Understanding and promoting the Blue Economy and BlueTech is critical for the future of the U.S. and the world. Yet we don’t know in the U.S. and around the world how big our ocean and maritime tech industries are. Why? Because in most countries traditional, “visible” maritime industries (e.g. fishing and shipbuilding) have been on a decline while fast growing BlueTech companies have been largely invisible. Why are they invisible?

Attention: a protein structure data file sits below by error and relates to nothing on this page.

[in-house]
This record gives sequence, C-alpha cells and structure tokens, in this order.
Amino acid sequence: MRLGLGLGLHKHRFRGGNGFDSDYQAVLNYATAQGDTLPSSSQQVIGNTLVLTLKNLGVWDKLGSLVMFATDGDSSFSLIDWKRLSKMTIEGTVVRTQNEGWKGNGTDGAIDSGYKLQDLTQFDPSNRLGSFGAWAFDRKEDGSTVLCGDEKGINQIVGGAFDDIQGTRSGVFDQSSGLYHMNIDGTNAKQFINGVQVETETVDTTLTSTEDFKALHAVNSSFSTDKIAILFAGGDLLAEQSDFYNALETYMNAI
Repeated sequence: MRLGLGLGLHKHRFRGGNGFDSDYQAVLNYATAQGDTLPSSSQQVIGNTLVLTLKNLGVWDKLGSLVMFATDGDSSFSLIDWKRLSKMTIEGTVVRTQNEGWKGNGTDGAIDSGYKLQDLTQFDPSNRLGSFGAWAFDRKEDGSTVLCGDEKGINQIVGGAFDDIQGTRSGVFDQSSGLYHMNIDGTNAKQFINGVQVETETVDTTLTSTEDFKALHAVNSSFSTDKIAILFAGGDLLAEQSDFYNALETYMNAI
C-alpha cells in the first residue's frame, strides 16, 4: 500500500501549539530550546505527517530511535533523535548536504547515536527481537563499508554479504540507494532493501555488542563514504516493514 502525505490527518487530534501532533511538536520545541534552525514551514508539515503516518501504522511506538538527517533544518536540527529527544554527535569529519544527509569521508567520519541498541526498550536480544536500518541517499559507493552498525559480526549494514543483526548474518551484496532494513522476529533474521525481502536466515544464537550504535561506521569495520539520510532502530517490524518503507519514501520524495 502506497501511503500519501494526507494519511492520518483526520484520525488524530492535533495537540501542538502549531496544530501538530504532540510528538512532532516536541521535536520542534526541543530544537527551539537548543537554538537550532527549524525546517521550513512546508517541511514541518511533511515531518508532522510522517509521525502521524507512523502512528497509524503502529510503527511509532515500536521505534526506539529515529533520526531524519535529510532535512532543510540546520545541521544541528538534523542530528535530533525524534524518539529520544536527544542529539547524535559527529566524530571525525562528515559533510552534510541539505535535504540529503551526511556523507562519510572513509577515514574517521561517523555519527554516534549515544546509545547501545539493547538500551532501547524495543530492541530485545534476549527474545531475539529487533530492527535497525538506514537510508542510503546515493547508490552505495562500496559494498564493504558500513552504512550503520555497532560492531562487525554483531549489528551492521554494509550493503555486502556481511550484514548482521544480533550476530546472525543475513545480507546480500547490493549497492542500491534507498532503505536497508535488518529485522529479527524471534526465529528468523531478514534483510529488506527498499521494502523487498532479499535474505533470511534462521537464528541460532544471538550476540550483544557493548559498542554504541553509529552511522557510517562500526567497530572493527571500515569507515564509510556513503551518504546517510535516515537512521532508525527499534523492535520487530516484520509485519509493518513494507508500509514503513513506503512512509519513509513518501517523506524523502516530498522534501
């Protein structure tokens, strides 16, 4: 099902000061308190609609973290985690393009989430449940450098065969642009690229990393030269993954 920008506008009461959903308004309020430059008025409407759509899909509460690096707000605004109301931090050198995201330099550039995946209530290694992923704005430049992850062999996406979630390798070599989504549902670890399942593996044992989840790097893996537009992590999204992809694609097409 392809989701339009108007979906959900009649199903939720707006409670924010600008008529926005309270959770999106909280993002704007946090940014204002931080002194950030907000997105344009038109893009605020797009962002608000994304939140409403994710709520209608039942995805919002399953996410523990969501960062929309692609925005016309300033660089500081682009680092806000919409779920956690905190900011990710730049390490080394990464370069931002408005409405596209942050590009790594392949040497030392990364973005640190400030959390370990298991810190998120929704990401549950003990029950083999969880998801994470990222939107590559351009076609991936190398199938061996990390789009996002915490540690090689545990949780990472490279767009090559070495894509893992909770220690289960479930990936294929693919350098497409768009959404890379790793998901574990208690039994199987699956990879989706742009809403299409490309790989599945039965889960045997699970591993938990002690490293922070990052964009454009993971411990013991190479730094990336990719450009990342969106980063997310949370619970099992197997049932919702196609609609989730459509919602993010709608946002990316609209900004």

First, BlueTech manufacturers typically sell 98-99% outside of wherever they are located so they don’t belong to the local Chamber of Commerce or Economic Development Agency nor do politicians know they exist. Second, because BlueTech companies are so diverse, while most belong to relevant industry associations, it is not immediately obvious why they should participate in a regional cluster association that represents companies linked primarily by all being ocean related. And on an institutional level, economic industry codes (e.g. NAICS codes for Canada, Mexico and the U.S. in NAFTA) sweep BlueTech companies into larger land-based categories so there is no baseline Blue Economy to assess. Why should economic development and elected officials pay attention if there is no way to understand the current economic value of the oceans let alone future potential?

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